The AZON program matures late in 1943. During the next year, it was first deployed to Europe where it was used against passes and bridges in Northern Italy. The AZON was naturally adapted best to long, narrow targets like bridges and railways. In fact, one of the test crews at Eglin suggested that the normal criteria for measuring a bomb's effectiveness be changed to yield a more realistic evaluation of AZON. The traditional method was to measure the distance that each bomb fell from the center of its target, no mater what the direction, and to average them to produce a figure called "Circular Error Probable (CEP)." That was a vital statistic for upon it depended all sorts of important decisions from the number of crews that had to be trained to the number of bombers that had to be built. But in the case where a bomb was controllable in a lateral direction only, its accuracy was really much better than the standard CEP figures would suggest. In the case of a 1,000 yard bridge, for example, a bomb that was 300 yards long or short was just as good as one that could hit the bull's eye every time. In any event, though some feats were achieved, the results reported back from Italy were mediocre.
The Air Proving Ground Command tests of the AZON revealed another curious thing. When a pattern of AZONs was dropped in one salvo and controlled to the target, the results in one way were not as good as they were in standard, uncontrolled bombs of the same size. Though a direct hit for one bomb in the AZON salvo was likely, the rest of them dispersed more than did uncontrolled bombs. The testers decided that was so because the standard bombs slowly rotated on the way to the target. The AZONs, however, were prevented from doing so because they were held erect by their gyroscopes. There were imperfections in the manufacture of all bombs casings and tail assemblies. In the case of the usual bomb, the rotation meant that it would deviate to, say, the right for a while, but then when it turned over, the error would be to the left and the would cancel each other out. Since the AZON did not turn over, all its errors were in the same direction. The bombardier's commands caused all the AZONs to move in the same direction so that only the one he was concentrating on could be controlled into the target. The rest would deviate from the bull's eye by the degree to which their aerodynamics differed from the controlled item with out any of the benefit arising from cancelling errors.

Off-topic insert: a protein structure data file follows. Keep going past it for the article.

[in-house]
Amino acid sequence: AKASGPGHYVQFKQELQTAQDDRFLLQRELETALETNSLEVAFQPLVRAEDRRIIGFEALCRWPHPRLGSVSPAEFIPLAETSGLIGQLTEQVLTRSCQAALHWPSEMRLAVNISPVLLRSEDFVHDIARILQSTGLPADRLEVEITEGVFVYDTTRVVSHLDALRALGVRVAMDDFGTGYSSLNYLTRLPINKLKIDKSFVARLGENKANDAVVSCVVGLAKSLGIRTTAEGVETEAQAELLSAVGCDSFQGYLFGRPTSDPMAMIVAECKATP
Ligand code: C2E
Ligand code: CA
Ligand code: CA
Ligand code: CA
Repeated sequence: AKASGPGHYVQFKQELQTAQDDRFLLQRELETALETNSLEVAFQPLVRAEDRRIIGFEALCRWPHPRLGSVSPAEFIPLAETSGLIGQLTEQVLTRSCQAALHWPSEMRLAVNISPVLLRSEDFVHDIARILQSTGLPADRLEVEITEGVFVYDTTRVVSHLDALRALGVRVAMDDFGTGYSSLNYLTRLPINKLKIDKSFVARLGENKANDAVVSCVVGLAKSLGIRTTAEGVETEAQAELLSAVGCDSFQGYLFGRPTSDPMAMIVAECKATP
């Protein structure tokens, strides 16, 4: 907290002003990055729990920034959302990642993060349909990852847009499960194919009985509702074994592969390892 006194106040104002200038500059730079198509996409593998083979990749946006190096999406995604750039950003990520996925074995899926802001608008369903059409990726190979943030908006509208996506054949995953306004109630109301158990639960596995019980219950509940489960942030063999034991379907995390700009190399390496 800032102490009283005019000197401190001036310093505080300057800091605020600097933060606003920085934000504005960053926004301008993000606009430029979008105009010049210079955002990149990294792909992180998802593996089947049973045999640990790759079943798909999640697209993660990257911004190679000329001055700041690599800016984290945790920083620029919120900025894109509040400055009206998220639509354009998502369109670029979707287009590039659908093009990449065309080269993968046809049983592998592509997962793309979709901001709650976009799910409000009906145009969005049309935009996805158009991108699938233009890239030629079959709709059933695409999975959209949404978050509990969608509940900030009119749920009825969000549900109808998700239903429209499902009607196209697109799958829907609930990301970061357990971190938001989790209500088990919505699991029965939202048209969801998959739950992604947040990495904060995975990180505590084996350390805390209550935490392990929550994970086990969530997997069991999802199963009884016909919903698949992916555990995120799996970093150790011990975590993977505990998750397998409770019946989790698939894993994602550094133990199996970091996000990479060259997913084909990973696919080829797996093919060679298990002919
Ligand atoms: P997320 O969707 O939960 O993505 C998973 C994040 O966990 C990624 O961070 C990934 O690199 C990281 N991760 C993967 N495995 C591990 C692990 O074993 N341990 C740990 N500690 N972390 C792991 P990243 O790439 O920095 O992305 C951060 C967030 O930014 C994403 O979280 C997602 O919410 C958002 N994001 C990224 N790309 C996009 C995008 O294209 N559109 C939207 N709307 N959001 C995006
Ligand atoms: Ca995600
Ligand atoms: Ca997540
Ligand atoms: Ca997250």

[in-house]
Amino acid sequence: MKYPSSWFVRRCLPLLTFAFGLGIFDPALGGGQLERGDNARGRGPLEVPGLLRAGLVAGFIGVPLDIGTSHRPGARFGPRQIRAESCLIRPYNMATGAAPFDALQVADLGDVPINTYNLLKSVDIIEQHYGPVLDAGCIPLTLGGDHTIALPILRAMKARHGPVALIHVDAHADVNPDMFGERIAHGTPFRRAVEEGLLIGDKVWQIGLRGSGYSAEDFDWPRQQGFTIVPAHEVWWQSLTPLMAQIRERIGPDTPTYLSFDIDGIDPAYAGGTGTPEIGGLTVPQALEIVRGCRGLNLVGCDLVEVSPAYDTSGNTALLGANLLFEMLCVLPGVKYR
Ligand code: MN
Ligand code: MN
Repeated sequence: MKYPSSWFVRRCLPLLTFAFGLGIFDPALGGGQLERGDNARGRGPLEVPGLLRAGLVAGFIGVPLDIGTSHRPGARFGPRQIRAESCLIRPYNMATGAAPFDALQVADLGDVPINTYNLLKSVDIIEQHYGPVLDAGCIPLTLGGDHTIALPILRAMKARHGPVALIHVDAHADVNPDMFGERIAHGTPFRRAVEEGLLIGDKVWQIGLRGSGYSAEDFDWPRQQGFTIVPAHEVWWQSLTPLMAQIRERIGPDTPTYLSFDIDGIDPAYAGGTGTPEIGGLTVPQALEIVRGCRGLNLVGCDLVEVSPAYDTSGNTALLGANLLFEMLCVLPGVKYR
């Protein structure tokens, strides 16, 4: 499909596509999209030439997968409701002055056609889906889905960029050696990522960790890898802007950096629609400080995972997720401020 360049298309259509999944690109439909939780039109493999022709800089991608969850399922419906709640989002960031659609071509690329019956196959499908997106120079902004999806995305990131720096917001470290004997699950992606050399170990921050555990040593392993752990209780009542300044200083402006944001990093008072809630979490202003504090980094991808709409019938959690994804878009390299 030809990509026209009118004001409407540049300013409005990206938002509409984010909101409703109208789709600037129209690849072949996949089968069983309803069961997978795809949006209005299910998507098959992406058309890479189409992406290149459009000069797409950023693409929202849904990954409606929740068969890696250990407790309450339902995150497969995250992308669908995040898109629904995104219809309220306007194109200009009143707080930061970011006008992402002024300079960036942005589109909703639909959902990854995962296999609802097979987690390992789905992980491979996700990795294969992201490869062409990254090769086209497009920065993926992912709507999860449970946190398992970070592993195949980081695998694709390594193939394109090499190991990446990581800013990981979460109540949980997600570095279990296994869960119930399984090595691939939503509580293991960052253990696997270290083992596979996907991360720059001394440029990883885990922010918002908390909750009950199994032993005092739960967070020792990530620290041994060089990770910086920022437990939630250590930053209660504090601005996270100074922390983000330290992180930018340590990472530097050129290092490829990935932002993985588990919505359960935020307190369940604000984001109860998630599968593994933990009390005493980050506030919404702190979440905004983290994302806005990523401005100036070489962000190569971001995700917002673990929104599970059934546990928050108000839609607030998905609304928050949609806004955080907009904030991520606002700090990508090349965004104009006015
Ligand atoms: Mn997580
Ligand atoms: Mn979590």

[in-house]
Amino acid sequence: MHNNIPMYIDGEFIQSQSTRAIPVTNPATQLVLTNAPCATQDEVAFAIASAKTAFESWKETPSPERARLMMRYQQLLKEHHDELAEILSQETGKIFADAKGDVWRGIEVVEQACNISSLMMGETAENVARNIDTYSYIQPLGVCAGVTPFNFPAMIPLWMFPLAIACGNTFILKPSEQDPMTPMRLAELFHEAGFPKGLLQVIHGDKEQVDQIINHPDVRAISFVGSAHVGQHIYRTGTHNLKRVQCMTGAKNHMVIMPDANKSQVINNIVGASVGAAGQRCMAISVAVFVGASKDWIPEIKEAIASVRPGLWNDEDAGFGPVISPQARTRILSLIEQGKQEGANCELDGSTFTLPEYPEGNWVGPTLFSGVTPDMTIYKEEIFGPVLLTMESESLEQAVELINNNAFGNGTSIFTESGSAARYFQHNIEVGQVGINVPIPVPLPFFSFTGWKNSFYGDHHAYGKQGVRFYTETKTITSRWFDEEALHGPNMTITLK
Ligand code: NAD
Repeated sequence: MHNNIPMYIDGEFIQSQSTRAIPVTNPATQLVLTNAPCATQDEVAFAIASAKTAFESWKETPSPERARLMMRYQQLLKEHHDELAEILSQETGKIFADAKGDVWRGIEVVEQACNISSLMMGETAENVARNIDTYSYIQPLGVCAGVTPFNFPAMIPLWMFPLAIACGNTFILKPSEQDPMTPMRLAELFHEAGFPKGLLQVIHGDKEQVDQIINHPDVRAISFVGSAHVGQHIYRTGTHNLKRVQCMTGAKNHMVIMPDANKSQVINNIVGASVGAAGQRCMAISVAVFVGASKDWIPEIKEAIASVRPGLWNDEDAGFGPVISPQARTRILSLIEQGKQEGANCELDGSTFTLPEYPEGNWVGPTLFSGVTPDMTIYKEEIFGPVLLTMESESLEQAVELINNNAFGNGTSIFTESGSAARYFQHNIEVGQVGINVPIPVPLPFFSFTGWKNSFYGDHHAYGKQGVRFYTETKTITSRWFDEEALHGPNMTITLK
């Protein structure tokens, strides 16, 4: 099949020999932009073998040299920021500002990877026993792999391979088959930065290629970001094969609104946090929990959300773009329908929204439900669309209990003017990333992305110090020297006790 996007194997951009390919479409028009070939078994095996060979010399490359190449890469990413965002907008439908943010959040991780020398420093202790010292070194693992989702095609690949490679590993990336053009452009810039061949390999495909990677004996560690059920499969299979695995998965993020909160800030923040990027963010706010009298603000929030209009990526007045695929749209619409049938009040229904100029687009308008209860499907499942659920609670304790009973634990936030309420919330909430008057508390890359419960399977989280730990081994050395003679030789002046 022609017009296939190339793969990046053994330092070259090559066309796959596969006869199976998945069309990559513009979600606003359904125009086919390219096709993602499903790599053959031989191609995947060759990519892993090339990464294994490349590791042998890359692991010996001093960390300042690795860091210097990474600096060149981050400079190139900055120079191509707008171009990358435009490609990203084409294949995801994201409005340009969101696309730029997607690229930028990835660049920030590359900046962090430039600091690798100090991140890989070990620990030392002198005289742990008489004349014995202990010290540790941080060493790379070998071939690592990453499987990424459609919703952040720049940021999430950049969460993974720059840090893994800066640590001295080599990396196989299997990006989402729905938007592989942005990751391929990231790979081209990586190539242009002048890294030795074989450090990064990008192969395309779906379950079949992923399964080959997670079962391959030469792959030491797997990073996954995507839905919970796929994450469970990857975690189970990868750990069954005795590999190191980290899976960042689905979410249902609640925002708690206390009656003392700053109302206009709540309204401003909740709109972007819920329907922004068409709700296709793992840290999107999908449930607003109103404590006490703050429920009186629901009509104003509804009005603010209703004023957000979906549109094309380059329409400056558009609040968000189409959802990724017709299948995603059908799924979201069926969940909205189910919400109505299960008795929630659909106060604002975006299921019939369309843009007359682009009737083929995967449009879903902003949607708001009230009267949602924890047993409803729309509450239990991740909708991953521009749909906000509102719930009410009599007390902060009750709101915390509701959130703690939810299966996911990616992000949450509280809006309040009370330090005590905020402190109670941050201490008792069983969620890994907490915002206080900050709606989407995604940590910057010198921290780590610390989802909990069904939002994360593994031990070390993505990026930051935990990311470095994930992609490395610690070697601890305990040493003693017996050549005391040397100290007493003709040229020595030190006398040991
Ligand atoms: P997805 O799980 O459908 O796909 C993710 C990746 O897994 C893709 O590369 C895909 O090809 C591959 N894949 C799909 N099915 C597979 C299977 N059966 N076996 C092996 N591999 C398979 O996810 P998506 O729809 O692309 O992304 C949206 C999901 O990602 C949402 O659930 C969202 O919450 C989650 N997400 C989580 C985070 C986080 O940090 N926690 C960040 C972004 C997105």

One of the approaches used at Elgin Field to overcome the dispersion problem was to string the bombs together on a cable. When such a group of bombs was released, they began to whip each other around in the same way as children skating in a chain. As the skater at the end of the chain sometimes cannot hang on, so, to the strung together bombs would get violent enough to snap the cable. Another attempt was to string them together with an elastic nylon rope--which made the gyrations all the more violent. In the end, the testers and those in the combat theaters using the bombs had to find tactical instead of technical solutions.